In his classic book, Influence, psychologist Robert Cialdini identifies “authority” as one of the primary principles of persuasion. From a police officer in uniform, to a doctor in a lab coat, to a professor at a lectern, Cialdini explains that we tend to listen to and respect those who possess the titles and trappings of authority.
But things have changed in the nearly 35 years since Influence was first published. Thanks to the Internet, we now have much more to go on to determine if someone is an expert. For example, 30 years ago a Rolex watch, Brooks Brothers suit, and framed diploma hanging on the wall may have been enough to convince a prospective client that a lawyer was an expert in his or her field. Today, these trappings are far less likely to influence behavior and lead to new business.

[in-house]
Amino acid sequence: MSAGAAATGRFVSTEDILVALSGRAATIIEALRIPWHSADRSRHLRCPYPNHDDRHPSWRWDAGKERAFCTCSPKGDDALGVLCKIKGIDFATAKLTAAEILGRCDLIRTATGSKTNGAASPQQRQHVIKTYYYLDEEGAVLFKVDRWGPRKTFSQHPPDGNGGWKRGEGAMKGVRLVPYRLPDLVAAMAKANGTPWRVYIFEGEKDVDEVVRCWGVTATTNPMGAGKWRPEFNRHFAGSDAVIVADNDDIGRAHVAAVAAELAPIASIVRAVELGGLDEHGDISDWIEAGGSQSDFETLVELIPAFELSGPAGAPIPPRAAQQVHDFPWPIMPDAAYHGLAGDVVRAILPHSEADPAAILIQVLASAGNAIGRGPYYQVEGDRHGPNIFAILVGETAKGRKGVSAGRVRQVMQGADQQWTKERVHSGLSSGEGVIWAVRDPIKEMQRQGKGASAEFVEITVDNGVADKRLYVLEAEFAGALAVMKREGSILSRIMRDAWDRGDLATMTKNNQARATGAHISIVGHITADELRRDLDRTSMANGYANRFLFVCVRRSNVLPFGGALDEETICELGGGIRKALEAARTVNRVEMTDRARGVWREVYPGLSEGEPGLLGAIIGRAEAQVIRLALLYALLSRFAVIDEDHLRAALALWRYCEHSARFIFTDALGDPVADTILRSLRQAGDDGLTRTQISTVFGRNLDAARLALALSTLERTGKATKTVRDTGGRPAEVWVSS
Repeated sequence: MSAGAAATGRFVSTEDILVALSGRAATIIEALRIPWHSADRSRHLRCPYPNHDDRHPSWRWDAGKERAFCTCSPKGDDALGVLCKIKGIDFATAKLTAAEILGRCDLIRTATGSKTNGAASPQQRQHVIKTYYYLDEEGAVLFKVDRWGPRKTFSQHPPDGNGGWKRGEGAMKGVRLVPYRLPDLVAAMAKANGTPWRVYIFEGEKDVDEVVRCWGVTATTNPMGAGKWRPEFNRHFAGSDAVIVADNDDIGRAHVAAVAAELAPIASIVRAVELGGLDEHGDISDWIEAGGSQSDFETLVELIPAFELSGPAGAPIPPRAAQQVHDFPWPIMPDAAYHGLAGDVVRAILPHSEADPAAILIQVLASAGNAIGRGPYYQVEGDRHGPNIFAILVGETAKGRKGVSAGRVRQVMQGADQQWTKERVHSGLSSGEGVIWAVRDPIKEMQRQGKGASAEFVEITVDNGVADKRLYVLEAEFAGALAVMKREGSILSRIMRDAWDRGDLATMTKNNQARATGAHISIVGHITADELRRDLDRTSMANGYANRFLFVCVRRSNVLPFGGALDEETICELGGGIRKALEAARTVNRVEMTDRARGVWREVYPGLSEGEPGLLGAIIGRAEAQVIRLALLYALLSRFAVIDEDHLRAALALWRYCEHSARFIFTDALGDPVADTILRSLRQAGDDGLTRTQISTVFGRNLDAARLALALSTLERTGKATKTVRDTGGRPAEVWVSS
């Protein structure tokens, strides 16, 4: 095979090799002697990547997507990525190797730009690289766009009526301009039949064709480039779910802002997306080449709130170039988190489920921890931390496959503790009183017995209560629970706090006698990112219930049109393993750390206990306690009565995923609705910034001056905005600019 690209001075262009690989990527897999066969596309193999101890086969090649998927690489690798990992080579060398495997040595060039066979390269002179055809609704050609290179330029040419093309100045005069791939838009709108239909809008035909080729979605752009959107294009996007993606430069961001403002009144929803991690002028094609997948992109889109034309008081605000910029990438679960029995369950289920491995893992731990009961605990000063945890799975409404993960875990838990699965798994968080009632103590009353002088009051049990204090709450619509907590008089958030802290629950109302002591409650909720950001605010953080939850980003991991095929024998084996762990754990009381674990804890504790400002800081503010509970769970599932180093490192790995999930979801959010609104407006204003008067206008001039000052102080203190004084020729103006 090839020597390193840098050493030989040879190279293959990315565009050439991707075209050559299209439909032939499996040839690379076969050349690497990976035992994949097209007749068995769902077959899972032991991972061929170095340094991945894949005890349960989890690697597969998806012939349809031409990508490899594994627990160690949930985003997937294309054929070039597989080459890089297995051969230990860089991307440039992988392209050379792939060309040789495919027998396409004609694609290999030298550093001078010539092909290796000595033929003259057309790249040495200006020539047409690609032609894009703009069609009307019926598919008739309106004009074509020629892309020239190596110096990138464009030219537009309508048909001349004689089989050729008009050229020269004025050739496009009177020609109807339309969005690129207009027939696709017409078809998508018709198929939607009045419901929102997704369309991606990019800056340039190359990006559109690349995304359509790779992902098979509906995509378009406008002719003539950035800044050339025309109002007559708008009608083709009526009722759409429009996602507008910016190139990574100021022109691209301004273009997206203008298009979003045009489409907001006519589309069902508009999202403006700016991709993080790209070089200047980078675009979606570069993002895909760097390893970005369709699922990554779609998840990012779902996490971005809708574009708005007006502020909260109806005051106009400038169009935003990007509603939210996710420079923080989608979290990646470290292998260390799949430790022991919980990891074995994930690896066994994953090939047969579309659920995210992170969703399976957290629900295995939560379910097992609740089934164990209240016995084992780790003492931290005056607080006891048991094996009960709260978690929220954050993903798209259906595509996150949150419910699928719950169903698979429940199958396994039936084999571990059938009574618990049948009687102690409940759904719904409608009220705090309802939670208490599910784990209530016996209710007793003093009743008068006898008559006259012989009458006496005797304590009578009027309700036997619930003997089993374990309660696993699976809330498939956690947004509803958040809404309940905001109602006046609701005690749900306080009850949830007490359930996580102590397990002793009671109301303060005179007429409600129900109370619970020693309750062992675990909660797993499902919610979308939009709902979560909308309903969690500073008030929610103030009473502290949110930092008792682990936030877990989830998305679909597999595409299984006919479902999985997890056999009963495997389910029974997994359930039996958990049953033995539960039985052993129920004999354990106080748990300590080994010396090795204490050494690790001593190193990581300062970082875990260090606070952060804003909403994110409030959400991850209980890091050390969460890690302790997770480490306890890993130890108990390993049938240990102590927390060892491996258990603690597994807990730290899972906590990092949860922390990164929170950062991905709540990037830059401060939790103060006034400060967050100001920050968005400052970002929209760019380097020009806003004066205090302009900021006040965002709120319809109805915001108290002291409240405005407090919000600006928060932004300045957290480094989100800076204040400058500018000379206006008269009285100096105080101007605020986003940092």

Why? Because lawyers rarely have an opportunity to display these symbols of authority in-person unless they’ve already demonstrated expertise online. A prospective client’s first touch-point with a lawyer is not in his office—it’s on Google, on LinkedIn, or on his website bio. A prospective client wants to learn what a lawyer has to say online, and what others have to say about her, before sitting down face-to-face.